As with other cephalosporins, anaphylactic shock cannot be ruled out even if a thorough patient history is taken. Anaphylactic shock requires immediate countermeasures, eg I.V. epinephrine (adrenaline) followed by a glucocorticoid.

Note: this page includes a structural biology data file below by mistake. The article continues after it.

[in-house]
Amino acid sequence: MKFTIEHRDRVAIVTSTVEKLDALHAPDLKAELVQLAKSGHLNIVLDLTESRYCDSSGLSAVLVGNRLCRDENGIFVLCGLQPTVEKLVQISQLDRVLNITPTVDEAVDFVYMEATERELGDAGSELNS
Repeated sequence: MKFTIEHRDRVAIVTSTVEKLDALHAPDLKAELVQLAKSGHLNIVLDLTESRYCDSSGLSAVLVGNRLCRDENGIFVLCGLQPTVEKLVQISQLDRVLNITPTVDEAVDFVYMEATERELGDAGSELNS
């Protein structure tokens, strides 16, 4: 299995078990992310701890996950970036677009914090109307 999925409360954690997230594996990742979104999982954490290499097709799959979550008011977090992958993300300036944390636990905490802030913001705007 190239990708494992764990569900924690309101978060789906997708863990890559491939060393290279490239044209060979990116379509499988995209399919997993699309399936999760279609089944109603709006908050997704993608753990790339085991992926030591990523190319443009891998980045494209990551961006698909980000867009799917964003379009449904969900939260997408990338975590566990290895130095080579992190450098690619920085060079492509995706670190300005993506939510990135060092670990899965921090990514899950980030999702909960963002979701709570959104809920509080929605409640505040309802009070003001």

In rare cases, shadows suggesting sludge have been detected by sonograms of the gallbladder. This condition was reversible on discontinuation or completion of TRAXONE Inj. therapy. Even if such findings are associated with pain, conservative, nonsurgical management is recommended. In vitro studies have shown that ceftriaxone, like some other cephalosporins, can displace bilirubin from serum albumin. Caution should be exercised when considering TRAXONE Inj. for hyperbilirubinemic neonates especially prematures. During prolonged treatment, the blood cell count should be checked regularly.